Exploring Blended Learning to Enhance Biology Instruction—Literature Review and Study Design

Exploring Blended Learning to Enhance Biology Instruction—Literature Review and Study Design

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Exploring Blended Learning to Enhance Biology Instruction—Literature Review and Study Design Qi Wang, PhD Gallaudet University, United States [email protected] Caroline Solomon, PhD Gallaudet University, United States [email protected] Abstract: Instruction of science, technology, engineering, and math (STEM) content has always been challenging for deaf and hard of hearing (DHH) students. Several major factors related to STEM subjects, K-12 education of DHH students, and the unique instructional environment have adversely affected student learning delivered through traditional one-pace-fits-all university classroom lectures. These factors include DHH students’ general lack of prior scientific content knowledge, practice-based skill acquisition in STEM fields that requires learning labs to replicate real-world environment, communication difficulties caused by a lack of a universal signing standard and extensive use of fingerspelling in signed lectures, and a significant diversity in learner capability. This paper reviews relevant literature, describes a multiple case study (still in progress), designed to explore a blended learning pedagogy with DHH biology majors to enhance their comprehension and scientific reasoning skills, and reports its preliminary findings. Introduction As the world leader in liberal education and career development for deaf and hard of hearing (DHH) undergraduate students, Gallaudet University (GU) has a great responsibility to prepare its students who are aspired for STEM careers to enter the workforce. However, instruction of STEM content has always been challenging for DHH students who primarily depend upon visual sensory inputs to process information. Take biology as an example, low class pass rate in introductory biology courses have been the norm in the past. Several major factors including the subject matter itself, the learner characteristics, and the unique instructional environment at GU are identified as potential culprits to poor learner performance. Science learning presents additional challenges to DHH students as they are generally found to lack prior scientific content knowledge relative to hearing students to link classroom lectures and reading materials (Marschark & Wauters, 2008). Part of the reason is that DHH students frequently do not get much needed attention in an inclusive K-12 science class. In addition, their need to attend to multiple visual information sources (e.g. sign language, real time text, PowerPoint slides) in a traditional classroom setting weakens their mental focus and hinders automatic integrative processing among concepts (Marschark & Hauser, 2008). Much of the science learning involves building scientific skills and applying concepts through experimentation and manipulation of real objects in laboratory (Kumar, 2002). The practice-based skills acquisition nature requires that learning labs replicate a real-world environment. However, it is not always possible to provide real-world experiences in a biology course or its labs.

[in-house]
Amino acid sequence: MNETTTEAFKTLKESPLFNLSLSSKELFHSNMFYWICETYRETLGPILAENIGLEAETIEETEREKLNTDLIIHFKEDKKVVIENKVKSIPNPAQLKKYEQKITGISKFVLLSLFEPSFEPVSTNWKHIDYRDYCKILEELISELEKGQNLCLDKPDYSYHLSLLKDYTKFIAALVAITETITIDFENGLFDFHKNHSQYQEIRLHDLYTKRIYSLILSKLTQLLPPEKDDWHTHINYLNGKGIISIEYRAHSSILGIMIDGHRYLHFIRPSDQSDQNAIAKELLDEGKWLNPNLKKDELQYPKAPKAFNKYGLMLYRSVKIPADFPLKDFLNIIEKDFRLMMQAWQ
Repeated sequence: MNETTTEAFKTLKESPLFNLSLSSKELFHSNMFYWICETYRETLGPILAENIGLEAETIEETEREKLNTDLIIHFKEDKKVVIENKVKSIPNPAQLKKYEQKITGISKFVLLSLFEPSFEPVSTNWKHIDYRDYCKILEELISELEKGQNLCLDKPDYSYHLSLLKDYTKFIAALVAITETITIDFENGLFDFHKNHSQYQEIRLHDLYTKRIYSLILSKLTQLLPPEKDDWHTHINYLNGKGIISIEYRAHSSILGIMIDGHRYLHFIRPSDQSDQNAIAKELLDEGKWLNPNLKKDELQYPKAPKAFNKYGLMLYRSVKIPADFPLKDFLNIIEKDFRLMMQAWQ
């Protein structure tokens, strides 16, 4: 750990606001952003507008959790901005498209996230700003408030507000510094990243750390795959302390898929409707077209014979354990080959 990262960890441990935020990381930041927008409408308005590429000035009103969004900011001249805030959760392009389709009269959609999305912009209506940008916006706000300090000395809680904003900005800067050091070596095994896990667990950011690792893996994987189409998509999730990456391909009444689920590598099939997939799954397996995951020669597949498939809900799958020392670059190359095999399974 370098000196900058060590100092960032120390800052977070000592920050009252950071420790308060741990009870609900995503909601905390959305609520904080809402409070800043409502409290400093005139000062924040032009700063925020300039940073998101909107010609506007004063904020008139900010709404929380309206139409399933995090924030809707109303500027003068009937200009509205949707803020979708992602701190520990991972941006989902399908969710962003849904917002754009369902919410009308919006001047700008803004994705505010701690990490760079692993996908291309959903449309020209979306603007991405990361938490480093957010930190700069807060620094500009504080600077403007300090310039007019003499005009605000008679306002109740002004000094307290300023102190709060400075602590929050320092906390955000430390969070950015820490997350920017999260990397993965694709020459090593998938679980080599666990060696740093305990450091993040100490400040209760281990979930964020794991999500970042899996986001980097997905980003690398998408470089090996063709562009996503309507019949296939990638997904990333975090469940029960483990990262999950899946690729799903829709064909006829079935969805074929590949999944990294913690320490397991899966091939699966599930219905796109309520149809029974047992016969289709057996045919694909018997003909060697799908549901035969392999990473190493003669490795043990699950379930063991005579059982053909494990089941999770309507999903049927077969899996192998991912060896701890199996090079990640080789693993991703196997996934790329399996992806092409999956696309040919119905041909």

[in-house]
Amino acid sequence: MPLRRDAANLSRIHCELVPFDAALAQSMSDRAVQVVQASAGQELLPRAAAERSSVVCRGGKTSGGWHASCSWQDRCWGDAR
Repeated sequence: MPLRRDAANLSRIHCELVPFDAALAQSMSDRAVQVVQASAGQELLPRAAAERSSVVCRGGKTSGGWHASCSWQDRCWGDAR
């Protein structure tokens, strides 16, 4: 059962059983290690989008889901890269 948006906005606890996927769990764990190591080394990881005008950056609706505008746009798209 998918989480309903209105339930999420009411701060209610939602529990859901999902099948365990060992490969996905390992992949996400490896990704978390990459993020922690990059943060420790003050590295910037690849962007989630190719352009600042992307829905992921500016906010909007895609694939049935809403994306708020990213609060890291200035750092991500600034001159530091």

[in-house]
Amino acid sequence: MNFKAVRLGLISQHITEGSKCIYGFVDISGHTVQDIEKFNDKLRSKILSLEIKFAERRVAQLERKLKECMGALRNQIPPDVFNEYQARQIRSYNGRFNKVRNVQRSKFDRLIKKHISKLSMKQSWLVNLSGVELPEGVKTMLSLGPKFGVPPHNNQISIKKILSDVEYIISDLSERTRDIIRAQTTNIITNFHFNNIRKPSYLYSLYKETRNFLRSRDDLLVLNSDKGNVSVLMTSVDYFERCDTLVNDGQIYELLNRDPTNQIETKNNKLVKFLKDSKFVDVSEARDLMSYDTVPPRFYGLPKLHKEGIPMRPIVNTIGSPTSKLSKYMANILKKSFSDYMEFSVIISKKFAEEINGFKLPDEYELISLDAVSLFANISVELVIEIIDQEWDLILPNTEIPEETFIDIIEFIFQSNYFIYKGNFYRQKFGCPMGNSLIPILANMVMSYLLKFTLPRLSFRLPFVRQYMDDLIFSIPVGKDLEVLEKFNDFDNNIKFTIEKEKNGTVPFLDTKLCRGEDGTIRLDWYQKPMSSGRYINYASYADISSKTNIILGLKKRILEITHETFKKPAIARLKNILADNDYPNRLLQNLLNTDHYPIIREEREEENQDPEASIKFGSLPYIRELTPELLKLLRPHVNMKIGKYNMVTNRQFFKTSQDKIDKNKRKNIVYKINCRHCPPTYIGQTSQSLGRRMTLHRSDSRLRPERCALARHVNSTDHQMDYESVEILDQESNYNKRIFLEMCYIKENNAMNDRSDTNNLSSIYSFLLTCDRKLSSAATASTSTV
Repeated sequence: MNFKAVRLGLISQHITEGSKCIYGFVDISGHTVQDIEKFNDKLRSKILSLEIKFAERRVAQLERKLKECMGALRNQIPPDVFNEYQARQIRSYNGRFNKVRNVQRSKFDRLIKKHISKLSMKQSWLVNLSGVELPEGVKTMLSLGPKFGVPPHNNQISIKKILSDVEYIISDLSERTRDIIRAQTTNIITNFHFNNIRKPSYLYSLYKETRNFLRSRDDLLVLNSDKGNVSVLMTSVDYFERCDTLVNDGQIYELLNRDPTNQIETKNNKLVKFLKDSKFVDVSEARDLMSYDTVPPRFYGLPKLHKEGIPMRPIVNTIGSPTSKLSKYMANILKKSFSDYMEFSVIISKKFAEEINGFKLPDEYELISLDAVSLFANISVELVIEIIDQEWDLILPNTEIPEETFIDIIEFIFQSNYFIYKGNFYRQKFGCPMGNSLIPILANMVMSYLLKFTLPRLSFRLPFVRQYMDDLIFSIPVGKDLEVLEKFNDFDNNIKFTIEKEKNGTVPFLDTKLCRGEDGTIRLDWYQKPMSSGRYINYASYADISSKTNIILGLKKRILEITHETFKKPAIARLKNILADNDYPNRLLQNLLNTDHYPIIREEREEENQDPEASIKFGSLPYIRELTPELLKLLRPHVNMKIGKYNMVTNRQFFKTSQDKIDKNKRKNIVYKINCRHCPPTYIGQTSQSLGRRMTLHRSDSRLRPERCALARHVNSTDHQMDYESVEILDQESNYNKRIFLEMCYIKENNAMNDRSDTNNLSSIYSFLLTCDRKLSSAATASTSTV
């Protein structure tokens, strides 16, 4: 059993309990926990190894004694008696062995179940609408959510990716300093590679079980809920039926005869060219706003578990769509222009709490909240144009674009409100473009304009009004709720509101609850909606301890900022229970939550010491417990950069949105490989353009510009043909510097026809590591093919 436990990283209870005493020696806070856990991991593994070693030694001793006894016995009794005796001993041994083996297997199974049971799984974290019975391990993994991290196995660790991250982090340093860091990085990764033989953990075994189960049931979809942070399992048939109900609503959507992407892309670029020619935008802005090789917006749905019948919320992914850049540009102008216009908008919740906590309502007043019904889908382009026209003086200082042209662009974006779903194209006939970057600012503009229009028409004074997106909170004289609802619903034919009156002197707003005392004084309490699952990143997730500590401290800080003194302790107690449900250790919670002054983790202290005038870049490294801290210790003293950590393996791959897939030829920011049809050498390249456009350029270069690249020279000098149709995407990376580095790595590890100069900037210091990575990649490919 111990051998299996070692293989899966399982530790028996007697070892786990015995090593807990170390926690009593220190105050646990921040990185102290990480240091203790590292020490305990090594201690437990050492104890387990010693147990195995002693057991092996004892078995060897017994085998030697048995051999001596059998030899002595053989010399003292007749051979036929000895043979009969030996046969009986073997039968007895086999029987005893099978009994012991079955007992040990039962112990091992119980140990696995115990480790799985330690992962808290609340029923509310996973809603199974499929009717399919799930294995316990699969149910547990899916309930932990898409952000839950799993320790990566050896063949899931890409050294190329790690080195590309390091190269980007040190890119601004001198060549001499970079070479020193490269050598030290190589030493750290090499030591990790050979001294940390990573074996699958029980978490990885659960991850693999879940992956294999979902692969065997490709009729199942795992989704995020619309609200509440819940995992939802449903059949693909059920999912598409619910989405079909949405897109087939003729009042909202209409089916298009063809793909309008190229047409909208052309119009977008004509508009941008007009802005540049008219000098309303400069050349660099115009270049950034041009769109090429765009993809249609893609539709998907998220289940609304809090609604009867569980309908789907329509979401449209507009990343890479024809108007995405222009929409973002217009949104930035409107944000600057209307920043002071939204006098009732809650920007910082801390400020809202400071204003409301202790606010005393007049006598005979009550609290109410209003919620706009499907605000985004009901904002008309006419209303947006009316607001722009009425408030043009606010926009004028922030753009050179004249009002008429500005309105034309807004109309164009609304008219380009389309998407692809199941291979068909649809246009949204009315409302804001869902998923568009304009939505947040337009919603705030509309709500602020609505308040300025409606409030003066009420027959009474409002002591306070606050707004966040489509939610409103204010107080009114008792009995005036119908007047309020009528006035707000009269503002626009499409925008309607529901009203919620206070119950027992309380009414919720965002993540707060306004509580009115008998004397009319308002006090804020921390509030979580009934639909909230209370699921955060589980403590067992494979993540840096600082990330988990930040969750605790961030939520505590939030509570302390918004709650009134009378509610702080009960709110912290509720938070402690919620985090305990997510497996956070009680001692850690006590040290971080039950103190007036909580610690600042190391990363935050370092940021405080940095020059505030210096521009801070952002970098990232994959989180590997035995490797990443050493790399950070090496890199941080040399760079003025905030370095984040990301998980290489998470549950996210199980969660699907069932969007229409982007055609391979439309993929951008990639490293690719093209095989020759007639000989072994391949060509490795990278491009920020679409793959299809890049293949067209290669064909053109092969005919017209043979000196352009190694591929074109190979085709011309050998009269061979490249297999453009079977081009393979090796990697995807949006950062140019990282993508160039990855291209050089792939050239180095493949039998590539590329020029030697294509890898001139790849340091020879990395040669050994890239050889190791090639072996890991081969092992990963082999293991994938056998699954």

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This note was uploaded on 03/13/2011 for the course PUK 202 taught by Professor Roth during the Spring '10 term at Universität Klagenfurt.

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Exploring Blended Learning to Enhance Biology Instruction—Literature Review and Study Design

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